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Iran Envoy in China Amid Sanctions Push

Iran's top nuclear negotiator arrived Thursday for talks with Chinese officials, just after Beijing appeared to drop its opposition to possible new U.N. sanctions against Tehran over its uranium enrichment program.

China has veto power in the U.N. Security Council and ending its opposition would be key to passing a resolution against Iran, which is suspected of developing nuclear weapons. Tehran says its nuclear program is for peaceful power generation.

The Iranian negotiator, Saeed Jalili, will hold talks with senior Chinese officials "concerning the nuclear program," Iranian state television reported.

"The relationship between Iran and China is very important, and it is very important for our two countries to cooperate on all the issues," Jalili said after arriving in Beijing.

China depends on oil- and gas-rich Iran for 11 percent of its energy needs and last year became Tehran's biggest trading partner, according to Iranian figures.

China traditionally opposes sanctions. Although it went along with three earlier U.N. sanctions resolutions against Iran it has previously been a vocal opponent of a fourth round, insisting that further negotiation with Tehran was needed.

But U.S. officials say a Chinese representative made a commitment in a phone call Wednesday with officials of the U.S., Russia, China, Britain, France and Germany, to discuss the specifics of a potential Security Council resolution, and that on that basis the U.S. would press ahead with an effort to pass such a measure. The officials cautioned that this does not mean there is yet a full consensus on U.N. sanctions. The officials spoke on condition of anonymity because the diplomatic talks were ongoing.

"China has agreed to sit down and begin serious negotiations here in New York ... as a first step toward getting the entire U.N. Security Council on board with a tough sanctions regime against Iran," Susan Rice, the American ambassador to the U.N., told CNN.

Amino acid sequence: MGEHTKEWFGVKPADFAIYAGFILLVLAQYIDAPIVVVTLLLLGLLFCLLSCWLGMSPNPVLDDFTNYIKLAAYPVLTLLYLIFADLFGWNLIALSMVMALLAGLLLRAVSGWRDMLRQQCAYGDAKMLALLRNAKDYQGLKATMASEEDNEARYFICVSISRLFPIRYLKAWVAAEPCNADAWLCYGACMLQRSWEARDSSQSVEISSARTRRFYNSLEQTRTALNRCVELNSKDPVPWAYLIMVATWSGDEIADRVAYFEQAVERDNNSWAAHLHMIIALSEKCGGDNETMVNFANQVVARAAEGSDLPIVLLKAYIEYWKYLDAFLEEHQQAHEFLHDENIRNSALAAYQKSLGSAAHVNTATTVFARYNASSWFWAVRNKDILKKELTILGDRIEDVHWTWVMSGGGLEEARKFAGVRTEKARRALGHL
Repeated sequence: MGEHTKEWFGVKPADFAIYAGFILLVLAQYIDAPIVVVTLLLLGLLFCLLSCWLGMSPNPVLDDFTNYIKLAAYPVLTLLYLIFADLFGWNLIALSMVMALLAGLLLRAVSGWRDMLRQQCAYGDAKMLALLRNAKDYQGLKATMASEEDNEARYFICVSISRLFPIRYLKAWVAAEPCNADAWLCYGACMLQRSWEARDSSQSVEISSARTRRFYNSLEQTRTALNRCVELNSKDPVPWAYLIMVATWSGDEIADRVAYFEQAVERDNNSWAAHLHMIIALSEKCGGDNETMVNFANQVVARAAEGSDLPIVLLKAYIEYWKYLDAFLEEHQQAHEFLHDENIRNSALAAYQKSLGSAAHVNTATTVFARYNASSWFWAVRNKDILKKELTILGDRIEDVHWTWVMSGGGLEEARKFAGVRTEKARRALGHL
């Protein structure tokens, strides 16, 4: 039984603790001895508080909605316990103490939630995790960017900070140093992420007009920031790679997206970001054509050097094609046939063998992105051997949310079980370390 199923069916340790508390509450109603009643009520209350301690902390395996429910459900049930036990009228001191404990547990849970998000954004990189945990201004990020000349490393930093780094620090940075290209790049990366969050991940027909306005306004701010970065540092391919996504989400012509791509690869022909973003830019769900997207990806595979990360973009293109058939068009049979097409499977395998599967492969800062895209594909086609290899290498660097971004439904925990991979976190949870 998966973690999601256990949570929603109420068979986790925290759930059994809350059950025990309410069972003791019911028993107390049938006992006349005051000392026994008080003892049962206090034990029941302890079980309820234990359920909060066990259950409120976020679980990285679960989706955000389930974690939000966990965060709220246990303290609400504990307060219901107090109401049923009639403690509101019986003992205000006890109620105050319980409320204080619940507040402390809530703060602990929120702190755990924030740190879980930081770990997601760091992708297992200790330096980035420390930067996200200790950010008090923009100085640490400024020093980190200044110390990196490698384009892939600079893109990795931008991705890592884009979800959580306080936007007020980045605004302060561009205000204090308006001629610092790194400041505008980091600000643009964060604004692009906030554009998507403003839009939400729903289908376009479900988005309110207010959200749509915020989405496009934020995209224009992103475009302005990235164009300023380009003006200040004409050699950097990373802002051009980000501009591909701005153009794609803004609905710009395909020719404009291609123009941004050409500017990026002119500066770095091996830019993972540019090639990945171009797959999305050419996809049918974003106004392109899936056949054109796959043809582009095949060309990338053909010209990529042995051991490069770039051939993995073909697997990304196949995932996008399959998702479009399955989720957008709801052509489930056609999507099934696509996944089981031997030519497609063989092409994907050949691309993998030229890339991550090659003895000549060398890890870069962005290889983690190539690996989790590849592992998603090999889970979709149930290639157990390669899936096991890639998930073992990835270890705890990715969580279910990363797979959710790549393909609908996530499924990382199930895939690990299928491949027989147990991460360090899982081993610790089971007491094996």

In a news conference Thursday, Foreign Ministry spokesman Qin Gang would not confirm the U.S. reports.

"We have always and will continue to push for a peaceful settlement on this issue. We are staying and will stay in communication with all parties," he said.

The Obama administration is hoping to get a U.N. resolution passed by the end of April, and gaining the support of veto-wielding China is an absolute must if those aspirations are to be realized.

In a further sign that bi-lateral tensions between Beijing and Washington may be easing after a very trying winter, China announced Thursday that President Hu Jintao would attend a nuclear security summit in Washington later this month.

It had not been clear if Hu would attend the U.S.-hosted event because of Chinese unhappiness over U.S. arms sales to Taiwan and a meeting between President Obama and exiled Tibetan spiritual leader, the Dalai Lama.

While the details of the possible sanctions remain under discussion, proposals reportedly have included an arms embargo and a ban on new Iranian banks overseas and foreign banks in Iran.

"Of course Iran would be anxious right now," said Yao Jide, an Iran expert at Yunnan University's School of International Relations in southern China. "China will take this opportunity to urge Iran to make transparent its work on the program as bound by the treaties of the (U.N.) International Atomic Energy Agency."

Yao doubted that Iran's envoy could take a tough stance during his talks in Beijing.

"There's nothing that they can use to pressure China. China's energy programs have only started in Iran. And China has many programs in Iraq. There are many choices for China. And Iran knows perfectly well that it's not like they are the only oil supplier for China."

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